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After receiving a number of calls from parents of young adults who are addicted to drugs, asking whether they can force their child into treatment against their will, the National Alliance for Model State Drug Laws (NASMDL) found it is possible to do so in 37 states—if strict guidelines are met.
According to Heather Gray, NAMSDL Senior Legislative Attorney, 37 states and the District of Columbia currently have statutes in place allowing for the involuntary commitment of individuals suffering from substance use disorder, alcoholism, or both.
The bar for proving the need for involuntary commitment is high, Gray notes, adding, “Parents of minors can drive their child to a treatment facility against their will, but once the child turns 18, there’s a lot less they can do.”
In order for a person to be involuntarily committed for addiction treatment, it first has to be proven the person is addicted to drugs or alcohol. Typically, there must also be evidence that the individual has threatened, attempted, or inflicted physical harm on himself or another person, or proof that if the person is not detained, he will inflict physical harm on himself or another person. Or the person must be so incapacitated by drugs or alcohol that he cannot provide for his basic needs, including food, shelter, and clothing, and there is no suitable adult (such as a family member or friend) willing to provide for such needs.
Even if parents are able to get their child involuntarily committed, the severe lack of addiction treatment facilities in many areas means that there is often nowhere to send someone, Gray noted. “If more people knew involuntary commitment was an option, they might put pressure on legislators in their state to make more treatment facilities available, especially given the current climate with [the] opioid epidemic,” she says. “Many people need treatment and aren’t getting it because space isn’t available.”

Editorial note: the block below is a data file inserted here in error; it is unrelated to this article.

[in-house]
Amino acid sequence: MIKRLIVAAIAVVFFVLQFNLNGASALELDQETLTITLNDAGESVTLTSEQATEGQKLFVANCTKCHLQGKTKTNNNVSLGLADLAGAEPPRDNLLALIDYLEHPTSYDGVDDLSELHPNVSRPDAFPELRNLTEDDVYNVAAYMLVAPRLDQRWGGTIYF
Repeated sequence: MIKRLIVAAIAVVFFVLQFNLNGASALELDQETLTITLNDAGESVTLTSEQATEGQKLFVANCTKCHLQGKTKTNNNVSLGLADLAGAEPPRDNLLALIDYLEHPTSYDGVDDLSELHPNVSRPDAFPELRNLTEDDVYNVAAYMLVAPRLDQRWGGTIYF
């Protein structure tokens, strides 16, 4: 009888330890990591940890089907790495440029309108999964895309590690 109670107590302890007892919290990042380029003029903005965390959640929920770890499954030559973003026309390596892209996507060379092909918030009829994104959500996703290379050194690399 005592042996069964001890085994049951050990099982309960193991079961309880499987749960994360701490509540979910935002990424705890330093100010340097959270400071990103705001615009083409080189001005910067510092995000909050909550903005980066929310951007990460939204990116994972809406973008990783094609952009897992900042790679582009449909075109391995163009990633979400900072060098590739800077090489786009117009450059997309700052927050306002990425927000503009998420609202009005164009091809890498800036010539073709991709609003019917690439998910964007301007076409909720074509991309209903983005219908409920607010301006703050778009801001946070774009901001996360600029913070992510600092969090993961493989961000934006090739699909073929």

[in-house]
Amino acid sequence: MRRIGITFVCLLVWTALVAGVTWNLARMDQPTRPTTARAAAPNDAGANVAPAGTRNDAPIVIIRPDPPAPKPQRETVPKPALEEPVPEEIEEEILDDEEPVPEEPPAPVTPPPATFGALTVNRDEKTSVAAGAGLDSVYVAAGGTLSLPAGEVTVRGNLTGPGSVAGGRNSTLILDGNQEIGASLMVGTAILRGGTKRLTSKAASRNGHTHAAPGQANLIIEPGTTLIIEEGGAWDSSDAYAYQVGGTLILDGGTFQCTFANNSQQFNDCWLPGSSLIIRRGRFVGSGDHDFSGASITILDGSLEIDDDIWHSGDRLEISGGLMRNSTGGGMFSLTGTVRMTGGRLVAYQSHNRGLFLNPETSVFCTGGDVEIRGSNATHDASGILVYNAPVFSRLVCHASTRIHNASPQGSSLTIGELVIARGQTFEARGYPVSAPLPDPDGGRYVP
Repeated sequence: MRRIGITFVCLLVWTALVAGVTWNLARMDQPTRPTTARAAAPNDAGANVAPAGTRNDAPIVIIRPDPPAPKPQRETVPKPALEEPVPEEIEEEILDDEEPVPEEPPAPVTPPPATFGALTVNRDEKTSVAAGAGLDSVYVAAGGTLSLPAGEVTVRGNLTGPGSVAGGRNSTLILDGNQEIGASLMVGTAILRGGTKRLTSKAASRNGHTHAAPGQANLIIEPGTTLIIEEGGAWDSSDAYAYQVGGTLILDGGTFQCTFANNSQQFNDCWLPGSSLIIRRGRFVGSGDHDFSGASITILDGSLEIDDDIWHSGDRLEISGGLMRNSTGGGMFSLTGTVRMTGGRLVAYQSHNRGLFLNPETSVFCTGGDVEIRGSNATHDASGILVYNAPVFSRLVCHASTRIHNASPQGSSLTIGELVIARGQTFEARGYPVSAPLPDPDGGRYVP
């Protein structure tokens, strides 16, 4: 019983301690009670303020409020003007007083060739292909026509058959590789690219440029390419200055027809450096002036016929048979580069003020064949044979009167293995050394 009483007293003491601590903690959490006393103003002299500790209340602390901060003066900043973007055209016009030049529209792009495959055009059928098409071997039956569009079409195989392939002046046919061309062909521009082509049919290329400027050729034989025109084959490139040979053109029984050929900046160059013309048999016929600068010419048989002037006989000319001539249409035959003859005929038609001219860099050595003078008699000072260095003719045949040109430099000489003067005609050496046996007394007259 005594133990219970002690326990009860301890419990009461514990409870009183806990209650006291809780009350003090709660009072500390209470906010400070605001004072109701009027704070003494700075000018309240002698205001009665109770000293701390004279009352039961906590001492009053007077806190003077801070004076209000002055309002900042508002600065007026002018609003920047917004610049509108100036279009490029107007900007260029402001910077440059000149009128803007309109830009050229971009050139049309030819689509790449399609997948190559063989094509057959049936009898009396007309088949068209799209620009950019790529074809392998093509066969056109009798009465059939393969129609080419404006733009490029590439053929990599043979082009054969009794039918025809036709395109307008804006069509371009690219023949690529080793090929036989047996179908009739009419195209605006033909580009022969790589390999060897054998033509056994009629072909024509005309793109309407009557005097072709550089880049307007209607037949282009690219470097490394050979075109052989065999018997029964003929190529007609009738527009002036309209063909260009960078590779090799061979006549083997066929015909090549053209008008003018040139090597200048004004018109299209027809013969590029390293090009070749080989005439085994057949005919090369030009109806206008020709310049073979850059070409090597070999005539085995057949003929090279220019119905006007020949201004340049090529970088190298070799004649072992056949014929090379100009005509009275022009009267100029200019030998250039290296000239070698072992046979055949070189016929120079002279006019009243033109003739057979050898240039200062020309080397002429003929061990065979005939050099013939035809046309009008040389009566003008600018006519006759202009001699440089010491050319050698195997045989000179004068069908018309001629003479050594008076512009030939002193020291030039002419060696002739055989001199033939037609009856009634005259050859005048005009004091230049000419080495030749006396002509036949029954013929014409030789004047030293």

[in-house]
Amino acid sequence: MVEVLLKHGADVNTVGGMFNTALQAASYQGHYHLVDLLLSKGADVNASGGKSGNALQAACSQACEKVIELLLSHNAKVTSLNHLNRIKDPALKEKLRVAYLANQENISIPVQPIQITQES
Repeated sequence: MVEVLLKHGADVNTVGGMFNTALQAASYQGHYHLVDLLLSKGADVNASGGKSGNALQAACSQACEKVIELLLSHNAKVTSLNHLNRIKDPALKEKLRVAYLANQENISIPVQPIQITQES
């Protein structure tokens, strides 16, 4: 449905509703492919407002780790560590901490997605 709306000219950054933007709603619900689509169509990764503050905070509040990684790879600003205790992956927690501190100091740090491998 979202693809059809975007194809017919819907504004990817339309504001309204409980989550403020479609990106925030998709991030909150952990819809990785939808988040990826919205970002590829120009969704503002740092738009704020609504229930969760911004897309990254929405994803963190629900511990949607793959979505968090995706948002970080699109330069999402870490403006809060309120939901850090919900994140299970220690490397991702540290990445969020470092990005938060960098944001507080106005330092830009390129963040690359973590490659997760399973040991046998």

The majority of states with involuntary commitment laws for substance use disorders and alcoholism specifically exclude substance use disorders and alcoholism from their legal definition of mental illness or mental disorder. This is likely due to criminal court considerations, with legislators not wanting criminal defendants who committed a crime while under the influence to be able to plead an insanity defense, according to Gray.
In every state with an involuntary commitment law, people sought to be committed have the right to an attorney or, if they cannot afford an attorney, to have the court or other committing agency appoint an attorney to represent them at every stage of the proceedings. Every state also grants people the right to petition for a writ of habeas corpus at any point after they have been committed. The purpose of a writ of habeas corpus is to have the court determine whether the person’s detention is lawful and, if not, to order the release of the individual.
While many state laws covering involuntary commitment are similar, there are variations in how long a person can be detained before having a hearing, from 48 hours to five days, she noted. In Louisiana, a person can be detained for 15 days before a hearing.
In many states, a person who is involuntarily committed for inpatient treatment is treated for about two weeks. After that, if the facility administrator or the patient’s doctor feels they are sufficiently able to care for themselves outside of the facility, they can be released to outpatient treatment. If they do not comply with outpatient treatment, they can be readmitted to the inpatient facility.
“It used to be that if you were committed involuntarily to an institution, you might be there for a year. Because that violated due process rights, a lot of state laws were modified in the 1960s and 70s so people could not be held for that long,” Gray says. “People have the right to live their lives as they choose, so there has to be a compelling reason to commit them involuntarily.”